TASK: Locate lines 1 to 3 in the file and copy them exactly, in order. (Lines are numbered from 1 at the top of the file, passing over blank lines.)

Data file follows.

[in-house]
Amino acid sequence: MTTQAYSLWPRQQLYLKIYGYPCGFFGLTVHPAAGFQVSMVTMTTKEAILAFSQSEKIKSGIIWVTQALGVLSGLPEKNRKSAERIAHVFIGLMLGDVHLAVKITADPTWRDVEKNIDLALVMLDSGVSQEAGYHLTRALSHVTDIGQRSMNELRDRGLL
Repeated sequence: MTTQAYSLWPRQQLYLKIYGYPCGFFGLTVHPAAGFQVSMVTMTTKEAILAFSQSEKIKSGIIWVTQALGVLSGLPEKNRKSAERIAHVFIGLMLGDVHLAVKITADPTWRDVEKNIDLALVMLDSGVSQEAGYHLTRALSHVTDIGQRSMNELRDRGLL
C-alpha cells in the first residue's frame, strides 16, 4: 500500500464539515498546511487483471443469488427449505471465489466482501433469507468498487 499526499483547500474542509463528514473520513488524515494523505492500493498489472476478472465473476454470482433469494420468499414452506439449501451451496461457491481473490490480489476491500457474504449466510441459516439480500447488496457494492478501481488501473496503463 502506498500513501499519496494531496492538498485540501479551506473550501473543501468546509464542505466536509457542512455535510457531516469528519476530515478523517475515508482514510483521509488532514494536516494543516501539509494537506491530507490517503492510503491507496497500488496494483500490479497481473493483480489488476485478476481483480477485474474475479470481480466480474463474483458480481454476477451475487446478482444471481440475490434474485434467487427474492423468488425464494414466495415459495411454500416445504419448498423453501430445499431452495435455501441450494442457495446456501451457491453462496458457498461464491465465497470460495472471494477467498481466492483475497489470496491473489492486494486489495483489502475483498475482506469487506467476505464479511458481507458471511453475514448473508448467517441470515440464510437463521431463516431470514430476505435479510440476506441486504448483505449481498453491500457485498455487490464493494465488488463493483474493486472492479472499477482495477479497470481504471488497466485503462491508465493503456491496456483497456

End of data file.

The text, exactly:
[in-house]
Amino acid sequence: MTTQAYSLWPRQQLYLKIYGYPCGFFGLTVHPAAGFQVSMVTMTTKEAILAFSQSEKIKSGIIWVTQALGVLSGLPEKNRKSAERIAHVFIGLMLGDVHLAVKITADPTWRDVEKNIDLALVMLDSGVSQEAGYHLTRALSHVTDIGQRSMNELRDRGLL
Repeated sequence: MTTQAYSLWPRQQLYLKIYGYPCGFFGLTVHPAAGFQVSMVTMTTKEAILAFSQSEKIKSGIIWVTQALGVLSGLPEKNRKSAERIAHVFIGLMLGDVHLAVKITADPTWRDVEKNIDLALVMLDSGVSQEAGYHLTRALSHVTDIGQRSMNELRDRGLL